From education to employment

Responding to robot writing in universities

Jack Goodman

The arrival of automated essay-writing software has sent shockwaves through the global higher education sector. Academics and administrators are urgently debating how to respond to a technology that could make cheating a run-of-the-mill, free, and potentially acceptable behaviour for millions of university students.

Just last year Australia’s higher education regulator, TEQSA, was busy blocking access to scores of essay mills – websites that offer to write essays for students – usually for a few hundred dollars with turnaround times of 24 hours to two weeks. That response now feels like it came from a bygone era, in the face of the game-changing ChatGPT, a new AI algorithm that can respond to nearly any prompt by spitting out original text right before one’s eyes.

At a gathering of education leaders in Sydney last month, the tension in the room was driven entirely from AI. Across academia, from North America to Europe, to Oceania, the spectrum of responses tends to fall into two camps. At one end of the spectrum are a group best described as “the enforcers”. This group sees some form of punishment as the only logical response to any breach of academic integrity rules. Students who break the rules must face consequences, and, if needed, universities should revert to “unhackable” assessments, in the form of face-to-face assessments, featuring pen and paper.

At the other end of the spectrum are “the accommodators” who see the inevitable rise of AI and conclude that fighting it is pointless. Better to accept the arrival of our computer overlords and try to think about ways to collaborate with them for educationally constructive purposes. However, this is a false dichotomy that fails to understand how we should think about ChatGPT, and how we should respond to its arrival.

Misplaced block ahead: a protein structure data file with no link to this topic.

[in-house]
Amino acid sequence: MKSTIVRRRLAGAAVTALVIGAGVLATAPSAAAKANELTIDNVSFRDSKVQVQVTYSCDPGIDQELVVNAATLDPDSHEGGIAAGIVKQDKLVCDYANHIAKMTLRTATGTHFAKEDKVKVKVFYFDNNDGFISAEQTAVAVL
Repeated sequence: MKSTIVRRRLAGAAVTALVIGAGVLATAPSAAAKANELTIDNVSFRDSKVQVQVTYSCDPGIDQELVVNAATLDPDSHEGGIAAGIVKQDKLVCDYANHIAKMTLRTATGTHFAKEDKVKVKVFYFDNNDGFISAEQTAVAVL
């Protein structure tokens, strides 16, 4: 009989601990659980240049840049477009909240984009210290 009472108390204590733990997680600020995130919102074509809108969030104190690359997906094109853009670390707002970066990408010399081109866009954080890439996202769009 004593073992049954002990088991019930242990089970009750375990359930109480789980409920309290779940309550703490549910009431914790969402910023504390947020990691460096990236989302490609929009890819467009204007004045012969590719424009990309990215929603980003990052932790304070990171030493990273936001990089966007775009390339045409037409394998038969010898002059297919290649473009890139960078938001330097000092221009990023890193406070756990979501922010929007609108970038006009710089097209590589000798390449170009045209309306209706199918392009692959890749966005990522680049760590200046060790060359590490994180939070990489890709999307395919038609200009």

One useful way to think about technologies is to categorise them based on the type and level of intellectual activity they have sought to enable humans to “offload” from their cognitive burden. A timeline might look something like this:

Time period                           Technology                            Intellectual activity offloaded

1970s-80s                               Calculator                                Arithmetic and calculations

1980s                                      Spell check                              Spelling

1990s                                      Grammar check                      Grammar, sentence structure

                                                Thesaurus                               Vocabulary

2000s                                      Search engines                       Memory, discipline knowledge

2020s                                      AI/Chat GPT                            Deep cognitive work

When viewed through this lens, it is clear that part of the arc of technology over the last 50 years has been the progressive increase in the complexity of the intellectual efforts it has subsumed on behalf of its human masters. Simple arithmetic and spelling are often seen as chores. What child hasn’t moaned about spelling lists and flash cards, and what parent hasn’t secretly (or not so secretly) sympathised with them?

But educators have known for decades – and we all understand intuitively – that having a corpus of facts in one’s head allows us to see patterns, make connections and come up with new ideas and ways of seeing the world. That is why we all have to ask ourselves: Do we want to offload the intellectual burden of writing an essay, or even just a first draft? Writing is how we discover what we think about whatever topic we have been studying. There is nothing more fundamental about learning – and no skill more important to most knowledge-economy careers – than producing a coherent, well-argued, grammatically correct piece of writing.